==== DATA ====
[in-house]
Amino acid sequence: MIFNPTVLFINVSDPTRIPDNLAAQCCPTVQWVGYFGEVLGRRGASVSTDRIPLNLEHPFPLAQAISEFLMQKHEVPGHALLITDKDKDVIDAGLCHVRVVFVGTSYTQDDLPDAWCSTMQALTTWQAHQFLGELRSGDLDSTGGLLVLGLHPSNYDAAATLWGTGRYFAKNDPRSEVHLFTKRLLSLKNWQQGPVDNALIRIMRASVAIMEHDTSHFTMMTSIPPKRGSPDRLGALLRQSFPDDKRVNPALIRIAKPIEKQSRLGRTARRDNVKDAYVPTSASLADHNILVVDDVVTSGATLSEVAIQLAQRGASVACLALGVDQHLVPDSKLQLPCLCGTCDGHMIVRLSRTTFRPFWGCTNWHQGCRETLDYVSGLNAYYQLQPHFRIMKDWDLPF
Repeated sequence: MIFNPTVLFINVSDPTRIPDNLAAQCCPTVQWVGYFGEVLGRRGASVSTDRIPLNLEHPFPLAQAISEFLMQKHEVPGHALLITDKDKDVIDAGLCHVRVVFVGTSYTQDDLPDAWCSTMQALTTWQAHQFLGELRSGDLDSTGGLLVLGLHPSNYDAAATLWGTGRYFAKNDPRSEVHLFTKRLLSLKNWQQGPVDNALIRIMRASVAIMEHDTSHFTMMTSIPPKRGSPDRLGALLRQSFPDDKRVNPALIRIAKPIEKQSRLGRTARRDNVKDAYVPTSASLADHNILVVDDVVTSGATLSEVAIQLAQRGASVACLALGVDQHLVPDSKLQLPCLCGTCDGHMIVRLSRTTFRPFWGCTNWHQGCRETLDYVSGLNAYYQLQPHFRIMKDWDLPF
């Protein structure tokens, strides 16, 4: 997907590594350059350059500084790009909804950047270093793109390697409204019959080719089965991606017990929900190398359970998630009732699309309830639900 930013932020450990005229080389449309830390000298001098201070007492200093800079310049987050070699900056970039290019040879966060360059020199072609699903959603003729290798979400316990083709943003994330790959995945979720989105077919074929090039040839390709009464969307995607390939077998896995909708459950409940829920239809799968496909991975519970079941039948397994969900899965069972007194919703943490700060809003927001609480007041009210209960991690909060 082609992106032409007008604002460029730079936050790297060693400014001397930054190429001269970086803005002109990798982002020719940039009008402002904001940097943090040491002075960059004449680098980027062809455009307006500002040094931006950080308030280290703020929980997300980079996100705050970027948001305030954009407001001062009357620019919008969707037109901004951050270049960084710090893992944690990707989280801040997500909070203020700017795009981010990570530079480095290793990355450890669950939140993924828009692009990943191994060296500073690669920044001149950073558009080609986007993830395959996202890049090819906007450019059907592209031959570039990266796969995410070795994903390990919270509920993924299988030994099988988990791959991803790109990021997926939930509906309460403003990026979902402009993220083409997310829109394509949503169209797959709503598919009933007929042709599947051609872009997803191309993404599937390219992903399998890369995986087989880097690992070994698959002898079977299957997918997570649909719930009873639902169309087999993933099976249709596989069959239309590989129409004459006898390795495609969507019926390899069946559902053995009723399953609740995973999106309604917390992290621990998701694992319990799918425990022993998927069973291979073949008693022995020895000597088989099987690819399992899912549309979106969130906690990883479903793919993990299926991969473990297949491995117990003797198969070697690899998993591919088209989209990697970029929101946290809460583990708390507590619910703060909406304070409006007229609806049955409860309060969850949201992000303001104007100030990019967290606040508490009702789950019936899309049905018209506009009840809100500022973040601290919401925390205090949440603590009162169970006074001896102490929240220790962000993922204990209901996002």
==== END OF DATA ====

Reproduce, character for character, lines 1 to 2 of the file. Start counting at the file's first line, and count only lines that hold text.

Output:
[in-house]
Amino acid sequence: MIFNPTVLFINVSDPTRIPDNLAAQCCPTVQWVGYFGEVLGRRGASVSTDRIPLNLEHPFPLAQAISEFLMQKHEVPGHALLITDKDKDVIDAGLCHVRVVFVGTSYTQDDLPDAWCSTMQALTTWQAHQFLGELRSGDLDSTGGLLVLGLHPSNYDAAATLWGTGRYFAKNDPRSEVHLFTKRLLSLKNWQQGPVDNALIRIMRASVAIMEHDTSHFTMMTSIPPKRGSPDRLGALLRQSFPDDKRVNPALIRIAKPIEKQSRLGRTARRDNVKDAYVPTSASLADHNILVVDDVVTSGATLSEVAIQLAQRGASVACLALGVDQHLVPDSKLQLPCLCGTCDGHMIVRLSRTTFRPFWGCTNWHQGCRETLDYVSGLNAYYQLQPHFRIMKDWDLPF